The government argues that Davis lacked an expectation of privacy in the apartment because he was not a lessee and because the evidence indicates that he stayed at the apartment only occasionally. The record suggests that Davis was more than simply an occasional houseguest. Even assuming that the government's view of the evidence is correct, however, the argument is misplaced. It is well-established that Davis' status as an overnight guest is enough, in itself, to establish that he had an expectation of privacy in the apartment. See Minnesota v. Olson, 495 U.S. 91, 96-97, 110 S.Ct. 1684, 109 L.Ed.2d 85 (1990); United States v. Gamez-Orduno, 235 F.3d 453, 458 (9th Cir. 2000) ("Whether or not he can show indices of residency (such as keys to the premises or the ability to come and go and admit or exclude others), an overnight guest in another's home has a reasonable expectation of privacy ...."). Moreover, the question before us is not whether Davis had a legitimate expectation of privacy in the contents of the apartment generally, but whether he could reasonably believe that the contents of his gym bag would remain private.
"A person has an expectation of privacy in his or her private, closed containers" and "does not forfeit that expectation of privacy merely because the container is located in a place that is not controlled exclusively by the container's owner." United States v. Fultz, 146 F.3d 1102, 1105 (9th Cir. 1998) (finding defendant had reasonable expectation of privacy in cardboard boxes stored in another person's garage); see also United States v. Welch, 4 F.3d 761, 764 (9th Cir. 1993) (finding defendant had reasonable expectation of privacy in her purse left in a rental car). The government does not suggest, and we do not conclude, that Davis had less of a legitimate expectation of privacy in his gym bag than one would have in a suitcase, a purse, a briefcase or a cardboard box. See United States v.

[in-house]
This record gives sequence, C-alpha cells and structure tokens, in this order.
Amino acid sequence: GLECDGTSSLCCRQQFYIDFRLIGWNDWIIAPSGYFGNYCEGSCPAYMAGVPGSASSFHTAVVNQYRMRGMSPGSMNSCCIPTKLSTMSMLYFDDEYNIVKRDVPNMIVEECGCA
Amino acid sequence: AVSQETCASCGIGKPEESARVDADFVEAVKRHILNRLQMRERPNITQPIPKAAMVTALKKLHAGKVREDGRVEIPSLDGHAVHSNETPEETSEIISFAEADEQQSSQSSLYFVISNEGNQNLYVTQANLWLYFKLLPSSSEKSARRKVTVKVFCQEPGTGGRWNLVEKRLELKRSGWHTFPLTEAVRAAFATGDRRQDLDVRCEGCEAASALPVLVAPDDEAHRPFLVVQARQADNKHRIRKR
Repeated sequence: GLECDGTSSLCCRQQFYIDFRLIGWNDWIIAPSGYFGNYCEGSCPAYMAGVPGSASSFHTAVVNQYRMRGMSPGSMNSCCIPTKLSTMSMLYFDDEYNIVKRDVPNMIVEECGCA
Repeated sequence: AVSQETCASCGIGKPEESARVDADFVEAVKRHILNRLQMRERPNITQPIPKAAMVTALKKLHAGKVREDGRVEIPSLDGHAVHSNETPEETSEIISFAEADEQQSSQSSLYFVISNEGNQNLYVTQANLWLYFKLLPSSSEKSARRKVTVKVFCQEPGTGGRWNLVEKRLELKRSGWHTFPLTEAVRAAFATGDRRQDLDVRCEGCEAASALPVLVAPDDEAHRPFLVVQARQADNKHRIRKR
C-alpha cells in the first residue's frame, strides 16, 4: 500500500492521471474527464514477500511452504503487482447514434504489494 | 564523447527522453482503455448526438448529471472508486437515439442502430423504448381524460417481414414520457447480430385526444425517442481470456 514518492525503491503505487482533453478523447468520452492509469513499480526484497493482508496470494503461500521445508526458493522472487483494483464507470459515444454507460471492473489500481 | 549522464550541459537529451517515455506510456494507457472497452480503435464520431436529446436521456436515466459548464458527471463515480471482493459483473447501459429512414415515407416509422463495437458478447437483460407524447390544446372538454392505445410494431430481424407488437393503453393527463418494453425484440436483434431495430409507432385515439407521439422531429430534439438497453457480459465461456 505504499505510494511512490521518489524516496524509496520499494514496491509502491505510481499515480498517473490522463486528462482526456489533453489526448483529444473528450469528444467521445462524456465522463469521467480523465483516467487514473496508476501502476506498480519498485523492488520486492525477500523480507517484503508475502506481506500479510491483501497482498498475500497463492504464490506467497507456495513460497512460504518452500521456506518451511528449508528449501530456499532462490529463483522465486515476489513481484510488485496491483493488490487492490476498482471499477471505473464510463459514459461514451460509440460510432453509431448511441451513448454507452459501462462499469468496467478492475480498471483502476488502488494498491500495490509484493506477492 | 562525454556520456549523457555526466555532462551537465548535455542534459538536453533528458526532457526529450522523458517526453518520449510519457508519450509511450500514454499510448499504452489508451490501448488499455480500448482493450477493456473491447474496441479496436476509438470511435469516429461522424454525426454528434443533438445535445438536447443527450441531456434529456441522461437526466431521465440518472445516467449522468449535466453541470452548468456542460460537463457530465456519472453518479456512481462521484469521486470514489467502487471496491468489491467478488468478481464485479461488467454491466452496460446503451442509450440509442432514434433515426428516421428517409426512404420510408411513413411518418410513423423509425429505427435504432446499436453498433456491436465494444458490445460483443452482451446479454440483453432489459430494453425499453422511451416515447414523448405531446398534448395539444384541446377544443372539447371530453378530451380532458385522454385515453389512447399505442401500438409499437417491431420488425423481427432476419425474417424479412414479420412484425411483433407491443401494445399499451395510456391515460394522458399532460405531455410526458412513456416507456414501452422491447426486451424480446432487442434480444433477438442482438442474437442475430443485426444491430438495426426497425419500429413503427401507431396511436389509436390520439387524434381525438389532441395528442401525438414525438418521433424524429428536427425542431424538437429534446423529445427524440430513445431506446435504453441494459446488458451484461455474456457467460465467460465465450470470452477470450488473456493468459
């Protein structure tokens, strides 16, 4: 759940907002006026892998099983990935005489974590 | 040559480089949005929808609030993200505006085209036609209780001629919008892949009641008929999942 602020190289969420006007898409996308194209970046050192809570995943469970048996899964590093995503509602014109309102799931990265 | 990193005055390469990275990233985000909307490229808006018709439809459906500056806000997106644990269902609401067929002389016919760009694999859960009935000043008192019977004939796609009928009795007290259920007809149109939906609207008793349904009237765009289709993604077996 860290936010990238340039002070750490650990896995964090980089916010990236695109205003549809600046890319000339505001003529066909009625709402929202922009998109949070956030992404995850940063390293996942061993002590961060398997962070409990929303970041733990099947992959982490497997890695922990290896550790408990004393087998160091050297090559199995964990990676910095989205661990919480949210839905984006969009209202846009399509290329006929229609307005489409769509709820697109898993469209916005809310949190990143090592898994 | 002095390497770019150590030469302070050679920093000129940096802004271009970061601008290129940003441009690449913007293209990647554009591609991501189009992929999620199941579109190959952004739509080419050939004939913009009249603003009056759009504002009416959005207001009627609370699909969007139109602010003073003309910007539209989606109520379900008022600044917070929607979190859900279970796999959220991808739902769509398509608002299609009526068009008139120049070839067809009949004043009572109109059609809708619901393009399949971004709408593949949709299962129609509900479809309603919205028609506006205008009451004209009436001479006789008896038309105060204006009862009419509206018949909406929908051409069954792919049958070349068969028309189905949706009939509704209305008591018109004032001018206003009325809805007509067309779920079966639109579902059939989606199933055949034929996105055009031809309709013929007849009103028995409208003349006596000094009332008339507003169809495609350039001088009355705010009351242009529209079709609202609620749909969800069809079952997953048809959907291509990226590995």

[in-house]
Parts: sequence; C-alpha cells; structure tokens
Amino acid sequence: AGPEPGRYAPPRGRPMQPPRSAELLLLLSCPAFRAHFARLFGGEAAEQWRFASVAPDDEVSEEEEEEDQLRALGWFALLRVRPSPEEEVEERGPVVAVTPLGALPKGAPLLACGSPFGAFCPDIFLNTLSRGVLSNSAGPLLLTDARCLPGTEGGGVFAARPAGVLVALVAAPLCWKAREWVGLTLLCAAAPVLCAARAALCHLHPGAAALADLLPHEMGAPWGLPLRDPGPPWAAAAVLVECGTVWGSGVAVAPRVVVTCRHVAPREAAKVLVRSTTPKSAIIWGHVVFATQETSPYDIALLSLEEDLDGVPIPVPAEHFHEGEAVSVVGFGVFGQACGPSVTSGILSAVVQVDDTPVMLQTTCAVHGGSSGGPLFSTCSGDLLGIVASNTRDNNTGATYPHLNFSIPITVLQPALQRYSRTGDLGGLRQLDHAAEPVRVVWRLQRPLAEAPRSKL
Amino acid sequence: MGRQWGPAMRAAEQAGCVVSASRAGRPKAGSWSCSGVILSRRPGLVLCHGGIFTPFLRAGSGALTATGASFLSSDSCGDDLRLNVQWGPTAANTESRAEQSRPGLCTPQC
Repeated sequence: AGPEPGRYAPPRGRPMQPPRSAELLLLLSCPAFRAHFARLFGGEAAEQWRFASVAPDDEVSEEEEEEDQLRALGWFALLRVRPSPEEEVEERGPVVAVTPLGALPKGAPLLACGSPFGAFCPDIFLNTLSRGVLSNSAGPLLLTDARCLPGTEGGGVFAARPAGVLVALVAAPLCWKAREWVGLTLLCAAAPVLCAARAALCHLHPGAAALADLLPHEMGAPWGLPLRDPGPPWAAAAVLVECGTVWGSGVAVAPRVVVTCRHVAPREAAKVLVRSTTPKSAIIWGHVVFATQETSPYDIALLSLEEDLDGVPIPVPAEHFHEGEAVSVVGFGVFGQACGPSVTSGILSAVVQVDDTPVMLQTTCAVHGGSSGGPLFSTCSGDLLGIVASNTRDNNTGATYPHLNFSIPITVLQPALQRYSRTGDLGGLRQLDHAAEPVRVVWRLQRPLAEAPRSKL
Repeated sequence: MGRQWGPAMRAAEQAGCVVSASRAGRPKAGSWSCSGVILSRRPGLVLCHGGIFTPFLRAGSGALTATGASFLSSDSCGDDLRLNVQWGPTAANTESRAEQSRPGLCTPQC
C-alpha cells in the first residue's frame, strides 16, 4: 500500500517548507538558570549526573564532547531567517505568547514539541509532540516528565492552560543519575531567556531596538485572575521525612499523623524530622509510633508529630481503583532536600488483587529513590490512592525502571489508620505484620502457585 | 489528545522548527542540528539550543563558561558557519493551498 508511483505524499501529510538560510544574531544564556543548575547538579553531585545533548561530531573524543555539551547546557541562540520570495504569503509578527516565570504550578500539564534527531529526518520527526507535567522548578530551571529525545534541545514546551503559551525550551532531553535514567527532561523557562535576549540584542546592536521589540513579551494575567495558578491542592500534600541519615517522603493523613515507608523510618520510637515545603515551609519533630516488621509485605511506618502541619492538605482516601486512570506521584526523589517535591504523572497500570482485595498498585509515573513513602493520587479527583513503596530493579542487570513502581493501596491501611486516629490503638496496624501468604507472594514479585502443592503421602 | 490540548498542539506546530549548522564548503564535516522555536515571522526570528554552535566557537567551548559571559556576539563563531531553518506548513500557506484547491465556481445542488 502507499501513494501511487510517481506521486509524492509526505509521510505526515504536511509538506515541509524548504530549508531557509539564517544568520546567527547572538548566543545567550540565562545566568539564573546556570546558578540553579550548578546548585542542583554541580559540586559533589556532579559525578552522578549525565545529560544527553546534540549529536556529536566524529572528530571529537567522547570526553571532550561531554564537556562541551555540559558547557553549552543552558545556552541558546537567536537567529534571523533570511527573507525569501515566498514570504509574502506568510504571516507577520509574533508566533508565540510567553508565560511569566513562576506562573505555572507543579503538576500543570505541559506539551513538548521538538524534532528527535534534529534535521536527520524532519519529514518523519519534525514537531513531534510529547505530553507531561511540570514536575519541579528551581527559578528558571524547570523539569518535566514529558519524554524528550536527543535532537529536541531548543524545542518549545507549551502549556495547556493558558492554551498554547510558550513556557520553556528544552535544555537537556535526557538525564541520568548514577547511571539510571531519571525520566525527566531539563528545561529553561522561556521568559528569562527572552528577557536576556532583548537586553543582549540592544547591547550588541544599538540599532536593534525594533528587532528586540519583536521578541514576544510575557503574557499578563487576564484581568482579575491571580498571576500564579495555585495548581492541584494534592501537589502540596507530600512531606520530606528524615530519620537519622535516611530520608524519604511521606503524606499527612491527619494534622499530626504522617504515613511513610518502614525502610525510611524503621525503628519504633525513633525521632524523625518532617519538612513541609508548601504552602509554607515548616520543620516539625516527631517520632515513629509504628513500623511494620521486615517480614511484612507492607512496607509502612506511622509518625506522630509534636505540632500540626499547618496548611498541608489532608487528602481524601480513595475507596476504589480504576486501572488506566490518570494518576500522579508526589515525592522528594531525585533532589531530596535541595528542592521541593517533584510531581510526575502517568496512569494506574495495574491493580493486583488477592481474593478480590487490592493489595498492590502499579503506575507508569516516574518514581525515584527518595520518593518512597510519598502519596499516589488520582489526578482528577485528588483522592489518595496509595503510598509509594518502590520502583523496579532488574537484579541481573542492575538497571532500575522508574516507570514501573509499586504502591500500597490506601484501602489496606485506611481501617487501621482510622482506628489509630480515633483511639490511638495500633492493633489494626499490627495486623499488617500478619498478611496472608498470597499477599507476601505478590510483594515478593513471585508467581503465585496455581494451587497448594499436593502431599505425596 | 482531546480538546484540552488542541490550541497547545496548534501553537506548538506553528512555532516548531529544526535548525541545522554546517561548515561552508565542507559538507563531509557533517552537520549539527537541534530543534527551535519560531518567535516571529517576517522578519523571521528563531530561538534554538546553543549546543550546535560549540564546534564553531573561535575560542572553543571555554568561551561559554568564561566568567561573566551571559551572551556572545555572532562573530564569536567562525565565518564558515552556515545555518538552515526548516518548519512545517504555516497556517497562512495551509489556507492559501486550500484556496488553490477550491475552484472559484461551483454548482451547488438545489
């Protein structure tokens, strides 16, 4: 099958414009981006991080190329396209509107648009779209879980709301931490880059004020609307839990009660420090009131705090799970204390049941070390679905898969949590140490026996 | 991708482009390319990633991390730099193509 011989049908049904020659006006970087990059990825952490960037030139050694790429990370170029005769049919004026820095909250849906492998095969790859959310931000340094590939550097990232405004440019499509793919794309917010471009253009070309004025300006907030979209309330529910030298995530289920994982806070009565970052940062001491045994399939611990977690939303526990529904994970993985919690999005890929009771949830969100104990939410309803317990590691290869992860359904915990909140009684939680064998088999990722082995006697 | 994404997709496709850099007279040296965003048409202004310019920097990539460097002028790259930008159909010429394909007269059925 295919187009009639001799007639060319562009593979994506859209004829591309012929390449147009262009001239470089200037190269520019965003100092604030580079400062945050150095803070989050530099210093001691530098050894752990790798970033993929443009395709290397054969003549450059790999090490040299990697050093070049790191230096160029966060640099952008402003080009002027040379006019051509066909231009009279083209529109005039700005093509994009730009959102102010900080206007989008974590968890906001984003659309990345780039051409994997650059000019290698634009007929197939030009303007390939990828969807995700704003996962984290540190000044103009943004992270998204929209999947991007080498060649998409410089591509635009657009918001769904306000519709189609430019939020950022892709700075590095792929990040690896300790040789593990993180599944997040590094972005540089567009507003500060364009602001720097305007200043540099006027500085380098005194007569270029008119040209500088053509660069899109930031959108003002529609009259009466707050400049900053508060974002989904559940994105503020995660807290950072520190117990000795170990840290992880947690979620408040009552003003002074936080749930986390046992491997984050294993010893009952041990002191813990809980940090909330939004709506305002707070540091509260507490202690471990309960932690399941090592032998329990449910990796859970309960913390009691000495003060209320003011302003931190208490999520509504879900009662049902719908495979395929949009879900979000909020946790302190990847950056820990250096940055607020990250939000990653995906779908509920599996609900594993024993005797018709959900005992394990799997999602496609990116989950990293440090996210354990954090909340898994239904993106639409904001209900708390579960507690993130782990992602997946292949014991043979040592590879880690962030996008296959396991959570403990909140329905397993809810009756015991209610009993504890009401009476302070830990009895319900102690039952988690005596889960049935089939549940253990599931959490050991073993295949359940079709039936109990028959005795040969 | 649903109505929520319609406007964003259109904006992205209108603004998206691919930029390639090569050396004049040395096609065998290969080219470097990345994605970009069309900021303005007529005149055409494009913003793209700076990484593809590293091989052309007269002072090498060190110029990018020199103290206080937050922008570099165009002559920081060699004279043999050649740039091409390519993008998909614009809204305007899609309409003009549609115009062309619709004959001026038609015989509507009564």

Medina-Verdugo, 637 F.2d 649, 653 (9th Cir. 1980) (Kennedy, J.) ("We assume, moreover, because the Government has not argued to the contrary, that the gym bag searched here is the equivalent of a closed suitcase to which an expectation of privacy attaches.").
At oral argument, the parties were uncertain as to whether the record confirmed that Davis' bag was closed at the time that the officers found it. In his brief to the district court, however, Davis asserted that the officers found his bag under the bed and then opened it, and the government stipulated to these facts in its opposition brief. We have held that factual stipulations in a trial brief may be treated as "judicial admissions." American Title Ins. Co. v. Lacelaw Corp., 861 F.2d 224, 226-27 (9th Cir. 1988). Such admissions, which "have the effect of withdrawing a fact from issue and dispensing wholly with the need for proof of the fact," are binding on both the parties and the court, including this court. Id. at 226 (internal quotation marks omitted). Moreover, the government does not argue here, and we find no reason to suppose, that Davis' bag was not closed. 3
The fact that Davis stored his bag under a bed, even though the bed was not exclusively under his control, strongly supports our conclusion that his expectation of privacy in the bag was reasonable. See United States v. Haydel, 649 F.2d 1152, 1154-55 (5th Cir. Unit A July 1981) (holding that defendant had reasonable expectation of privacy in gambling records stored under his parents' bed; although "he did not reside regularly at his parents' home, he kept clothing there and had occasionally remained...